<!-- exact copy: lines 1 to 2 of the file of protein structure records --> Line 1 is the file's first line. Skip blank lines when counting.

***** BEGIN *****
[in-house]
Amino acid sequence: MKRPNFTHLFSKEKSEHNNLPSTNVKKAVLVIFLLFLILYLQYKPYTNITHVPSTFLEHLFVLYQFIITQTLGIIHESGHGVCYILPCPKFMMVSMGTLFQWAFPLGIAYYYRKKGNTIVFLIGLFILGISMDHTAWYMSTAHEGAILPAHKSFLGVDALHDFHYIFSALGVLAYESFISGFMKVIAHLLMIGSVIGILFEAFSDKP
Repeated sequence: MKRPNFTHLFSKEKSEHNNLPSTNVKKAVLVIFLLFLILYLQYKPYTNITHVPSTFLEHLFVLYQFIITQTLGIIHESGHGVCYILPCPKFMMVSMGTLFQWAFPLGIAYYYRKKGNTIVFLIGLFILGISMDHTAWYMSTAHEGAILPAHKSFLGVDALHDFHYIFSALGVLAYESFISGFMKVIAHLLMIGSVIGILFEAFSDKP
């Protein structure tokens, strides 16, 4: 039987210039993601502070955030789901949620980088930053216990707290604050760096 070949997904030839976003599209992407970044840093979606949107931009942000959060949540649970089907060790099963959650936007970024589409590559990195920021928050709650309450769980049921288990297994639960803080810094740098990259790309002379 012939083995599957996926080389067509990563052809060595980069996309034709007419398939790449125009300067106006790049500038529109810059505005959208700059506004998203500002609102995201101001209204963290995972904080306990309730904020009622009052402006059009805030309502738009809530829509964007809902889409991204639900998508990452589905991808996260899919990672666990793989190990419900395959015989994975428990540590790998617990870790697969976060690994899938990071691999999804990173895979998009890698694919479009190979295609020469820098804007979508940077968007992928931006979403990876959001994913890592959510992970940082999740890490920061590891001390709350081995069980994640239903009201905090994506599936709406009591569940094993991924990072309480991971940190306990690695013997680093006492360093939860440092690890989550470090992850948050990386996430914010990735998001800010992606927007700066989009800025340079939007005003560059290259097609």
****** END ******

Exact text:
[in-house]
Amino acid sequence: MKRPNFTHLFSKEKSEHNNLPSTNVKKAVLVIFLLFLILYLQYKPYTNITHVPSTFLEHLFVLYQFIITQTLGIIHESGHGVCYILPCPKFMMVSMGTLFQWAFPLGIAYYYRKKGNTIVFLIGLFILGISMDHTAWYMSTAHEGAILPAHKSFLGVDALHDFHYIFSALGVLAYESFISGFMKVIAHLLMIGSVIGILFEAFSDKP